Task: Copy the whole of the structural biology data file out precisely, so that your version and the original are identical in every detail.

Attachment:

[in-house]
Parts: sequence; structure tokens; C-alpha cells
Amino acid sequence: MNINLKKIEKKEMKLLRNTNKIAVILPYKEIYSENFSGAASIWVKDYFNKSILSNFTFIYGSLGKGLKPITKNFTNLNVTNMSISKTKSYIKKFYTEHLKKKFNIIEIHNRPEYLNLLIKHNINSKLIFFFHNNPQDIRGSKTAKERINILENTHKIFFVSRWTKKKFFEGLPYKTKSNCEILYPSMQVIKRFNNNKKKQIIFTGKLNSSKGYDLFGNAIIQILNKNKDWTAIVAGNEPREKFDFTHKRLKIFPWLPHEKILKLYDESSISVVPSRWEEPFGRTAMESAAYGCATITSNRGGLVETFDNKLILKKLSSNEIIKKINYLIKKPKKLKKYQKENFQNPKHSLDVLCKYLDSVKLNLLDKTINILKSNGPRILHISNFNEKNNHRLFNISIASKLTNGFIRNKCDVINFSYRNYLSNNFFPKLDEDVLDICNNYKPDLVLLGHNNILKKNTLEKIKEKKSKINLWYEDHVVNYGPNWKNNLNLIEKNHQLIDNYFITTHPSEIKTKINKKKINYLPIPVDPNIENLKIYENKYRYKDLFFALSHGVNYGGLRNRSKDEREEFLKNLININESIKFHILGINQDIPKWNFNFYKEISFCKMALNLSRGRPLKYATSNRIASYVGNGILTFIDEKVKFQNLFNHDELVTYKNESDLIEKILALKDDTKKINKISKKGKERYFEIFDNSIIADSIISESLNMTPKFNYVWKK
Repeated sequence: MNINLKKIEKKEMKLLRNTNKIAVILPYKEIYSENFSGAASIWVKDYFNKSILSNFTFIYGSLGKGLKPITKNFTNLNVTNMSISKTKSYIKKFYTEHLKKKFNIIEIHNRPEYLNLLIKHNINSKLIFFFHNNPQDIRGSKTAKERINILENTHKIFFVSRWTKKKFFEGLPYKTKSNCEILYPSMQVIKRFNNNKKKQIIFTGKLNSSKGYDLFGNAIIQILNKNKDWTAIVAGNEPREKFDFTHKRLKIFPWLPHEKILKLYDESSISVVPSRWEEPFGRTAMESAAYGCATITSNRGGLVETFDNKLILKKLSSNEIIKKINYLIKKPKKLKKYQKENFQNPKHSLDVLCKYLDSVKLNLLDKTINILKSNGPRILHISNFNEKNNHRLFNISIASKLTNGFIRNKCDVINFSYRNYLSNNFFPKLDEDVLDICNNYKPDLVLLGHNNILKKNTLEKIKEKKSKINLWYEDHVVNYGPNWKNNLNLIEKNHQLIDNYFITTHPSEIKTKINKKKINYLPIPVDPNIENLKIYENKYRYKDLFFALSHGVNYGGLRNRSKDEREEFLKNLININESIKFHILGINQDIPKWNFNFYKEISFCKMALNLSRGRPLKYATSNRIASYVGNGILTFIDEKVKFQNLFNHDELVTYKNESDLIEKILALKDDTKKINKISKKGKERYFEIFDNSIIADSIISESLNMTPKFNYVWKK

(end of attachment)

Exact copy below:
[in-house]
Parts: sequence; structure tokens; C-alpha cells
Amino acid sequence: MNINLKKIEKKEMKLLRNTNKIAVILPYKEIYSENFSGAASIWVKDYFNKSILSNFTFIYGSLGKGLKPITKNFTNLNVTNMSISKTKSYIKKFYTEHLKKKFNIIEIHNRPEYLNLLIKHNINSKLIFFFHNNPQDIRGSKTAKERINILENTHKIFFVSRWTKKKFFEGLPYKTKSNCEILYPSMQVIKRFNNNKKKQIIFTGKLNSSKGYDLFGNAIIQILNKNKDWTAIVAGNEPREKFDFTHKRLKIFPWLPHEKILKLYDESSISVVPSRWEEPFGRTAMESAAYGCATITSNRGGLVETFDNKLILKKLSSNEIIKKINYLIKKPKKLKKYQKENFQNPKHSLDVLCKYLDSVKLNLLDKTINILKSNGPRILHISNFNEKNNHRLFNISIASKLTNGFIRNKCDVINFSYRNYLSNNFFPKLDEDVLDICNNYKPDLVLLGHNNILKKNTLEKIKEKKSKINLWYEDHVVNYGPNWKNNLNLIEKNHQLIDNYFITTHPSEIKTKINKKKINYLPIPVDPNIENLKIYENKYRYKDLFFALSHGVNYGGLRNRSKDEREEFLKNLININESIKFHILGINQDIPKWNFNFYKEISFCKMALNLSRGRPLKYATSNRIASYVGNGILTFIDEKVKFQNLFNHDELVTYKNESDLIEKILALKDDTKKINKISKKGKERYFEIFDNSIIADSIISESLNMTPKFNYVWKK
Repeated sequence: MNINLKKIEKKEMKLLRNTNKIAVILPYKEIYSENFSGAASIWVKDYFNKSILSNFTFIYGSLGKGLKPITKNFTNLNVTNMSISKTKSYIKKFYTEHLKKKFNIIEIHNRPEYLNLLIKHNINSKLIFFFHNNPQDIRGSKTAKERINILENTHKIFFVSRWTKKKFFEGLPYKTKSNCEILYPSMQVIKRFNNNKKKQIIFTGKLNSSKGYDLFGNAIIQILNKNKDWTAIVAGNEPREKFDFTHKRLKIFPWLPHEKILKLYDESSISVVPSRWEEPFGRTAMESAAYGCATITSNRGGLVETFDNKLILKKLSSNEIIKKINYLIKKPKKLKKYQKENFQNPKHSLDVLCKYLDSVKLNLLDKTINILKSNGPRILHISNFNEKNNHRLFNISIASKLTNGFIRNKCDVINFSYRNYLSNNFFPKLDEDVLDICNNYKPDLVLLGHNNILKKNTLEKIKEKKSKINLWYEDHVVNYGPNWKNNLNLIEKNHQLIDNYFITTHPSEIKTKINKKKINYLPIPVDPNIENLKIYENKYRYKDLFFALSHGVNYGGLRNRSKDEREEFLKNLININESIKFHILGINQDIPKWNFNFYKEISFCKMALNLSRGRPLKYATSNRIASYVGNGILTFIDEKVKFQNLFNHDELVTYKNESDLIEKILALKDDTKKINKISKKGKERYFEIFDNSIIADSIISESLNMTPKFNYVWKK